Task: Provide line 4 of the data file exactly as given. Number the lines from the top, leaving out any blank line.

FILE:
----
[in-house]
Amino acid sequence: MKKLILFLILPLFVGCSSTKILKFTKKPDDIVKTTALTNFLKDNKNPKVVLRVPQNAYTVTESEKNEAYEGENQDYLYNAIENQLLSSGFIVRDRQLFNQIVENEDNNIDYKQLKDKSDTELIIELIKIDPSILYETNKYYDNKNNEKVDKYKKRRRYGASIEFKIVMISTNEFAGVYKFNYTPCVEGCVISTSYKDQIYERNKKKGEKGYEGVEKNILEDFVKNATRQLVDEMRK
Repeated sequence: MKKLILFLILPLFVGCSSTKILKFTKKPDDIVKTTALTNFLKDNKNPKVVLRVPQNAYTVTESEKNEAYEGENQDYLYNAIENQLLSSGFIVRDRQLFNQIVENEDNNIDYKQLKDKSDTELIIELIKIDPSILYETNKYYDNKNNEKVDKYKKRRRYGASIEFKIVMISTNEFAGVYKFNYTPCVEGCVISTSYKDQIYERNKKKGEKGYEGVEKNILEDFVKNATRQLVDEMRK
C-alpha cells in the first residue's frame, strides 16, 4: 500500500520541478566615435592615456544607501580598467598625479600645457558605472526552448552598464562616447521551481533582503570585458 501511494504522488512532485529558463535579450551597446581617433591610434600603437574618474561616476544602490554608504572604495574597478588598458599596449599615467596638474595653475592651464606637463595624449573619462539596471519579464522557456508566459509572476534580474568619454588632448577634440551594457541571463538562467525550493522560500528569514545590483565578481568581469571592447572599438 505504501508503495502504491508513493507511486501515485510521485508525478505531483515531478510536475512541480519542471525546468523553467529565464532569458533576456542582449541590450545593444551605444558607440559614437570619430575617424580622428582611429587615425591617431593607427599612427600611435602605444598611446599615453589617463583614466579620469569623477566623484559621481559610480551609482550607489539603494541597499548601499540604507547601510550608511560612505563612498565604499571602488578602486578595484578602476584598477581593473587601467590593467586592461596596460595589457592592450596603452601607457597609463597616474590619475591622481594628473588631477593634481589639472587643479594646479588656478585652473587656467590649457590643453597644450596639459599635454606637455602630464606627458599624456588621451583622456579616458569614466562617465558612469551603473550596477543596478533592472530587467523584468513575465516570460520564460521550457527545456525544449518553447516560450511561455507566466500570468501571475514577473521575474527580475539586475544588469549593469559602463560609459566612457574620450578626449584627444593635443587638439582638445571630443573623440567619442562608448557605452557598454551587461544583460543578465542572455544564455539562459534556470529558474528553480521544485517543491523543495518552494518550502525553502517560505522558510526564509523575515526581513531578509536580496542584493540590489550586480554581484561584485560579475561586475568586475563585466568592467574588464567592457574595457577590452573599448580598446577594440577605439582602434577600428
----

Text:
C-alpha cells in the first residue's frame, strides 16, 4: 500500500520541478566615435592615456544607501580598467598625479600645457558605472526552448552598464562616447521551481533582503570585458 501511494504522488512532485529558463535579450551597446581617433591610434600603437574618474561616476544602490554608504572604495574597478588598458599596449599615467596638474595653475592651464606637463595624449573619462539596471519579464522557456508566459509572476534580474568619454588632448577634440551594457541571463538562467525550493522560500528569514545590483565578481568581469571592447572599438 505504501508503495502504491508513493507511486501515485510521485508525478505531483515531478510536475512541480519542471525546468523553467529565464532569458533576456542582449541590450545593444551605444558607440559614437570619430575617424580622428582611429587615425591617431593607427599612427600611435602605444598611446599615453589617463583614466579620469569623477566623484559621481559610480551609482550607489539603494541597499548601499540604507547601510550608511560612505563612498565604499571602488578602486578595484578602476584598477581593473587601467590593467586592461596596460595589457592592450596603452601607457597609463597616474590619475591622481594628473588631477593634481589639472587643479594646479588656478585652473587656467590649457590643453597644450596639459599635454606637455602630464606627458599624456588621451583622456579616458569614466562617465558612469551603473550596477543596478533592472530587467523584468513575465516570460520564460521550457527545456525544449518553447516560450511561455507566466500570468501571475514577473521575474527580475539586475544588469549593469559602463560609459566612457574620450578626449584627444593635443587638439582638445571630443573623440567619442562608448557605452557598454551587461544583460543578465542572455544564455539562459534556470529558474528553480521544485517543491523543495518552494518550502525553502517560505522558510526564509523575515526581513531578509536580496542584493540590489550586480554581484561584485560579475561586475568586475563585466568592467574588464567592457574595457577590452573599448580598446577594440577605439582602434577600428